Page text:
Monday, August 30, 2010

Marker Color Keys

I often do marker color keys of scenes to give my painters. I can't paint, so markers are easy for me to dash out.
They tend to fade in color over the years though, and I had a heck of a time trying to get the colors to scan right. They also look different on every computer screen I checked, so who knows what colors you'll see.

This one is from my Bjork video and the colors here look much less saturated than in the original. I tried 2 adjustments and neither one is exactly right.

Makes it hard to discuss color theories.
More to come...

20 comments:

Matt said...

And thank you. Great looking stuff. It's cool to hear about your process & sketching goals.

bcthree said...

wow, awesome. thanks for sharing this!

Roberto Severino said...

Amazing what one can do with just a bunch of markers. I can't exactly paint either, so I kinda know how you must feel about painting in general. Hopefully, I'll be able to properly learn how to paint someday. Who knows?

Jesse C said...

Awesome topic. I recently picked up a couple Mary Blaire books for inspiration, and I now I can't wait for your posts on this.

RooniMan said...

Gorgous colors.

Fernando Ventura said...

When I use markers I transform first the archive in CMYK then I carefull adjust the levels. Usually only the bright colors don't look right after this (cheap marquers usually have very bright colors). If necessary I save it "for web" (the colors will change to RGB, but the palette still looks as CMYK).

Elana Pritchard said...

Does anyone out there have any tips for preserving marker drawings?

Zoran Taylor said...

Accurate or not, they look great.

She-Thing said...

Wow... thank you.

Jorge said...

Can you put up a version for red-green colour blind people? It's for... a friend of mine... with my initials...

Kali Fontecchio said...

Happy eyes!

Tony said...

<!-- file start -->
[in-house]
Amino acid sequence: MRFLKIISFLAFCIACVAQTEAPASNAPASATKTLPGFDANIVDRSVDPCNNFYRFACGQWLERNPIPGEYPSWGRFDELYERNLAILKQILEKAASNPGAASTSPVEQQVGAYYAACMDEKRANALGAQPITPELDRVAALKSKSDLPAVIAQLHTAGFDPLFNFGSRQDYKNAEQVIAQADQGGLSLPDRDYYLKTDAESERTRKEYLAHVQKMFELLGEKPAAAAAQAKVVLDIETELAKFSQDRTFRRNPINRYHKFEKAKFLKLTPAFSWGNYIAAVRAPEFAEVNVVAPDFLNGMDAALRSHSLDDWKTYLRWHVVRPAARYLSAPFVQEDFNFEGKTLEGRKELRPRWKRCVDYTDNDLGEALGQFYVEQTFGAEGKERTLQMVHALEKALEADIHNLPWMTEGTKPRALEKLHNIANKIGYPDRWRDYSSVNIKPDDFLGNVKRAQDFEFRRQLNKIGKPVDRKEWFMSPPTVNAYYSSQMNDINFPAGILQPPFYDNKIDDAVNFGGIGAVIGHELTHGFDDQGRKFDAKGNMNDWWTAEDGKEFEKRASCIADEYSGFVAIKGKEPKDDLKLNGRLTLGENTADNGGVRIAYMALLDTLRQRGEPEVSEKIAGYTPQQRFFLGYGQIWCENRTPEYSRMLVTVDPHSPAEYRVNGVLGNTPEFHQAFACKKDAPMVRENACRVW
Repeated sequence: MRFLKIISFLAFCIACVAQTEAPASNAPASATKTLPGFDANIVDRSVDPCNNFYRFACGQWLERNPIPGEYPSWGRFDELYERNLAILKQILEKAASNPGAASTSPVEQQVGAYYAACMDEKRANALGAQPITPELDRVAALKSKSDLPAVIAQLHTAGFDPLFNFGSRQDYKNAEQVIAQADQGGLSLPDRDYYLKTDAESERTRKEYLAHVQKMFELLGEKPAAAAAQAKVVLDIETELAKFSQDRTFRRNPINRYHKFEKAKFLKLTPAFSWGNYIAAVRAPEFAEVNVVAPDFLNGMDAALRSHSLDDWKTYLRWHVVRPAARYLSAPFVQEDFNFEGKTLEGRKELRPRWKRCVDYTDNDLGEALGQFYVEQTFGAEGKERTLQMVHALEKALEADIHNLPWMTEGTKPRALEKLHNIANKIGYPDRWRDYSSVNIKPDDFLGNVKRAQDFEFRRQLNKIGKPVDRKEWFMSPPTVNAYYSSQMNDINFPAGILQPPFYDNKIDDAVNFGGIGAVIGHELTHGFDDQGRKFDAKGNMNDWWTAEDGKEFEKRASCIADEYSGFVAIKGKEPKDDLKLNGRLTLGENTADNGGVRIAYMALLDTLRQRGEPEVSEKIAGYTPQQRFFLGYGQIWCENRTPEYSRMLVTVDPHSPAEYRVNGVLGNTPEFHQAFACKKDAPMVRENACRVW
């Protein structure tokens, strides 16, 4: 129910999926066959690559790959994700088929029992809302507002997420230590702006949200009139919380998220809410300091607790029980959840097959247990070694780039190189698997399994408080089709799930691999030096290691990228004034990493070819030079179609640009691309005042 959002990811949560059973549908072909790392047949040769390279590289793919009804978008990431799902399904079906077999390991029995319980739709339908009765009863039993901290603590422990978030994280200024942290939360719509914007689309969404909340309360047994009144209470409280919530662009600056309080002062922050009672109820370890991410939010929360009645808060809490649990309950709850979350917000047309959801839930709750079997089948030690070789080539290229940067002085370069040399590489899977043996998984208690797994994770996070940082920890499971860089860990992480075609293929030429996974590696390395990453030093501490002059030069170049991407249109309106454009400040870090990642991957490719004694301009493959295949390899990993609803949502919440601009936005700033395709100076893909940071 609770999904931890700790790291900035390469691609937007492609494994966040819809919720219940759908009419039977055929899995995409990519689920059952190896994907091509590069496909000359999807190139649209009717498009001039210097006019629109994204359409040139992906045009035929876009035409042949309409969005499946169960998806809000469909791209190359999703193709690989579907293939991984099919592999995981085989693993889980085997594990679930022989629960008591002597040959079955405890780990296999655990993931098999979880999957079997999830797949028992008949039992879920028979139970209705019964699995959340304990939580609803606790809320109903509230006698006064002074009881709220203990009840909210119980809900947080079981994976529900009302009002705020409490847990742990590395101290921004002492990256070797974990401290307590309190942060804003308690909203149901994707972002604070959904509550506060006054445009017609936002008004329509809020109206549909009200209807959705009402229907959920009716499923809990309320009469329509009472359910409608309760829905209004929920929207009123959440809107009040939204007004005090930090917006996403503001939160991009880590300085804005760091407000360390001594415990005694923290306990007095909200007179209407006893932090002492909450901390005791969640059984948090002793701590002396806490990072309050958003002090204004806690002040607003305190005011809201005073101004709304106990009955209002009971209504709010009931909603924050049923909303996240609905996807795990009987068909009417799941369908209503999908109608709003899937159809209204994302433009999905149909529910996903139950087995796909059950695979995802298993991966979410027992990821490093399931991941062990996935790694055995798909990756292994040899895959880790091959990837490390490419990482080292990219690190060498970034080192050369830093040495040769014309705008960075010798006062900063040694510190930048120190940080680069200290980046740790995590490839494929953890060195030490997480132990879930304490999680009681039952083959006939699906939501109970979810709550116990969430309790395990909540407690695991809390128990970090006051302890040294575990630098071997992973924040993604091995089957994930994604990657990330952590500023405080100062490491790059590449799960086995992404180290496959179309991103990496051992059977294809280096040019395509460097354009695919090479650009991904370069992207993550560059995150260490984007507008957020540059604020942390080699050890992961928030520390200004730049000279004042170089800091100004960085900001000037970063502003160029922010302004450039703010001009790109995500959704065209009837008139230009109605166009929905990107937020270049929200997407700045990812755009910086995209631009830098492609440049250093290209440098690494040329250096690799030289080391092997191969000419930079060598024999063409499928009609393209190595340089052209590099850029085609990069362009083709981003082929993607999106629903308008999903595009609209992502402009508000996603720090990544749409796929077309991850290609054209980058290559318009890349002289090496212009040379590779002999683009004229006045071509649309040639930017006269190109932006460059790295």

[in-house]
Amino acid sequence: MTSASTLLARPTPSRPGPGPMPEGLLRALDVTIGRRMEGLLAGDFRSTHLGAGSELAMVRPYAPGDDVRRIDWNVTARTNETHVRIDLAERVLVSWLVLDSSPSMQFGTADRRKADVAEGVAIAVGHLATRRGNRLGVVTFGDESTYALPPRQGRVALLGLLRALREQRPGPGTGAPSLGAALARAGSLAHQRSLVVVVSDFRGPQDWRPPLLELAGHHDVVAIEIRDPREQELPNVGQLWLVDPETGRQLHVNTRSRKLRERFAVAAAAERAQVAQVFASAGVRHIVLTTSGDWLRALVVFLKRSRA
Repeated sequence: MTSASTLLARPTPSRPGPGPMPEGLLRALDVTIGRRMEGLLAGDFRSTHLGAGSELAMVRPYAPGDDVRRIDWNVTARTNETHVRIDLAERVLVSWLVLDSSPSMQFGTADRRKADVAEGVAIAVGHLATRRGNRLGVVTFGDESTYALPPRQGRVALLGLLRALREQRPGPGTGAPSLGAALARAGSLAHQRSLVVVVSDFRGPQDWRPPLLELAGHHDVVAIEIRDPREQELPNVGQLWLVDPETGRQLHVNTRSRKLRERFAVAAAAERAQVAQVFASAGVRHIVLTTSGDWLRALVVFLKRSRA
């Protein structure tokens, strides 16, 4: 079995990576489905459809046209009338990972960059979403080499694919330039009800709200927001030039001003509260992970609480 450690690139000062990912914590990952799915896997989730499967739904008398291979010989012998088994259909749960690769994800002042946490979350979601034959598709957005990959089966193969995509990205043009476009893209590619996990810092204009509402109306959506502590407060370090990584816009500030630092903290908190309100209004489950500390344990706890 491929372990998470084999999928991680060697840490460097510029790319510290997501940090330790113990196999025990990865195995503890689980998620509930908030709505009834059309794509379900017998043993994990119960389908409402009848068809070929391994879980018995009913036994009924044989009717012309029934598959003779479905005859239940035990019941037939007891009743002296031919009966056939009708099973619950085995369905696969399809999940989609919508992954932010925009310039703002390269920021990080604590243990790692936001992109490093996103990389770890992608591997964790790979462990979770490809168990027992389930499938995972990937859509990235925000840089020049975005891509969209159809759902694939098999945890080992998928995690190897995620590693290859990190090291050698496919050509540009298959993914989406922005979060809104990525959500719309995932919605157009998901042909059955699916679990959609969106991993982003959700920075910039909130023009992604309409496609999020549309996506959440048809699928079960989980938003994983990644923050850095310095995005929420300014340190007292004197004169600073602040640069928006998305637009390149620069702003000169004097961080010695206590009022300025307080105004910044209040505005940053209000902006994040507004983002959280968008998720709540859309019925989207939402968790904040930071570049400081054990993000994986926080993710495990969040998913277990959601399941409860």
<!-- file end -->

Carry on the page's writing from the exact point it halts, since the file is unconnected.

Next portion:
You made those with markers? Markers? How the...

Scrawnycartoons said...
This comment has been removed by the author.
Kate McElroy said...

Elana: I was told several years back that you can preserve your marker renderings better if you spray fix both sides of the paper with that UV protective spray. They'll still fade over several years because that just seems to be the nature of the beast, but it helps slow the process at least. Either way, I find that my drawings generally keep their color well as long as they're not exposed to a lot of light, so I keep certain drawings in a good, archival portfolio. If you're looking to frame, make sure you're using UV protected glass.

Hope that helps some!

Pedro Vargas said...

Gorgeous colors!!

Tupac Chopra said...

I don't know if there are any markers that have truly long-term stable colors. It's true, dyes fade, and that's what's in most markers. The pigments of some paints change with age too, but no to the extent that dyes do. It's sad that so many great works of art are lost to their own impermanent chemistry.

Isaac said...

These are great. My monitor is a wide-gamut, calibrated screen, and from what I can tell everything but the reds looks the most "true" in Adobe RGB. Most monitors can't even reproduce sRGB. You can't ever rely on accurate color reproduction, unless you're seeing the original article with your own eyes.

Non-digital painting always beats digital painting in my mind. The realistic textures are better than anything I've seen a computer do.

mr paal said...

superb!

Thomas said...

That log cabin is beautiful! Amazing what you can do with markers, indeed.

Elana Pritchard said...

Thanks Kate, that does help!